They say a picture is worth a thousand words. Let's see how that works. Look at the image of Will Muschamp during his tenure as head football coach at the University of Florida.
The score of this game held Muschamp's future. Muschamp's facial expression defines his anger. And it's not hard to see the object of his scorn.
WHY AM I WRITING ABOUT THIS?
We'll get to that in a minute. First, another example I saw while watching an NCAA football game a couple of weeks ago. What I saw has stayed with me as it brought back memories of a painful childhood.
I searched online football news for a photo perhaps taken by a reporter or TV crew, but no luck. You'll have to use your imaginations to bring the image to mind.
One of the two teams playing made a touchdown, and as usual, there was much celebration. As the offensive players made it to the sidelines, the offensive line coach was waiting. He expressed heated displeasure with his players. I couldn't understand why.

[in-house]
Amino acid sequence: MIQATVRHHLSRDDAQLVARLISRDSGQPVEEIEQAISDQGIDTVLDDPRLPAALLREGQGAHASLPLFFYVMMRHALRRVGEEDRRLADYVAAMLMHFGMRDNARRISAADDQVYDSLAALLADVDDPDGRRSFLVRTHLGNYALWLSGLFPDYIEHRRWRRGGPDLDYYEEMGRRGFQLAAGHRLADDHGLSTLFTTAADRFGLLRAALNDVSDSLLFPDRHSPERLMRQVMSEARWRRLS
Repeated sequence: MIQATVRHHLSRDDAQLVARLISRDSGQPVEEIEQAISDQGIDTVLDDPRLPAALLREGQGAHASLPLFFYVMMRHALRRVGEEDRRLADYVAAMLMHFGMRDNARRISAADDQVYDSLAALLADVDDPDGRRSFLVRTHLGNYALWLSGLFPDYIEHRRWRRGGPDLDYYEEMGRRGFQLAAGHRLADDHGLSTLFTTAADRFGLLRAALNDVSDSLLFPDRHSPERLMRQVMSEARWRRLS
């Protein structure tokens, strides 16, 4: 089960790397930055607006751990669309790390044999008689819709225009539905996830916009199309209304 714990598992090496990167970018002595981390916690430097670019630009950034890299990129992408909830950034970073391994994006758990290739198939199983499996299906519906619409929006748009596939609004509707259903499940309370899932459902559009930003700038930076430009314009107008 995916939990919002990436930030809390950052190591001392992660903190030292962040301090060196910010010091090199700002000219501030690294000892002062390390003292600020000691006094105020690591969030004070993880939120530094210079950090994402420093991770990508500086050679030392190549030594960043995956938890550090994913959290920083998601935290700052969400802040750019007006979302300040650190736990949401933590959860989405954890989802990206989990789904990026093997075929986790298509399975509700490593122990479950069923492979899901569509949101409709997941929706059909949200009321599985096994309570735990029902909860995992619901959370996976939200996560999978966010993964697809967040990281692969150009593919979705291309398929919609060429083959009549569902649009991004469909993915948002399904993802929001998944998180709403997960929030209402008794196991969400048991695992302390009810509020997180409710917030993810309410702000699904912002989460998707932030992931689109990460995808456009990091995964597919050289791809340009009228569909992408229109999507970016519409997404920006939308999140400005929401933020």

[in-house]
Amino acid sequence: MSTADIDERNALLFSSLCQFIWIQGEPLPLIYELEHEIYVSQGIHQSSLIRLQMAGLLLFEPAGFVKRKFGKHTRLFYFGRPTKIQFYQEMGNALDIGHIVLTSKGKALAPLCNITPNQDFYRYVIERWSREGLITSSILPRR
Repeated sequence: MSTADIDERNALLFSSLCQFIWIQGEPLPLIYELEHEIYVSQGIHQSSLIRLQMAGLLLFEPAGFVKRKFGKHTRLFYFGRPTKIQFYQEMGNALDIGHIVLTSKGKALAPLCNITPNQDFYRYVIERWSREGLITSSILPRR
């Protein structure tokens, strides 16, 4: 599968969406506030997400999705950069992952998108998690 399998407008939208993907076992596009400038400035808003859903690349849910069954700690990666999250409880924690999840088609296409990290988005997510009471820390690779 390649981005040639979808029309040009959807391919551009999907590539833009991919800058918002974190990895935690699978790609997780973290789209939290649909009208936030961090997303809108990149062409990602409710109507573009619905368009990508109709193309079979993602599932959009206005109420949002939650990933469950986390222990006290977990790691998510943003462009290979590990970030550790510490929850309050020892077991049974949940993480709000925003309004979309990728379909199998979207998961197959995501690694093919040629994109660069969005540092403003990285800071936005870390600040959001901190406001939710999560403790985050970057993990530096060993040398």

As the young collegiate players took seats, the coach visibly berated them. His facial expressions, like those of Will Muschamp, revealed such anger it was frightening. His index finger did its share of chest jabbing. If faceguards had not been in place, I daresay he may have done more. Despite the touchdown, it seems some of his players had made a mistake in carrying out the play. The touchdown was forgotten in favor of berating his players.
As a child exposed to similar abuses, I looked on as these young men shrank on the TV screen. Still in full uniform and pads, their shoulders slumped and theirs heads hung low. They were experiencing many of the emotions in the word cloud above. I felt bad for them all, including the coach for his behavior.
IT'S NOT JUST IN SPORTS
I'm writing about this topic because it's evident in all phases of our world. Today bullying runs rampant in so many places--the workplace, schoolroom, community activities, and organizations. Many relationships suffer the effects of bullying.
If we take a look around our daily lives, a short list becomes clear. We find it in professional workplaces, employer to employee, friendships, and among family members.
Take a look at why this happens. Usually it happens when a sense of competition, hierarchy, power, or control gets out of hand. Even in our community of writers, editors, coaches, and teachers it can happen.
How can this be you might ask? Among writers and those who support them or direct their paths?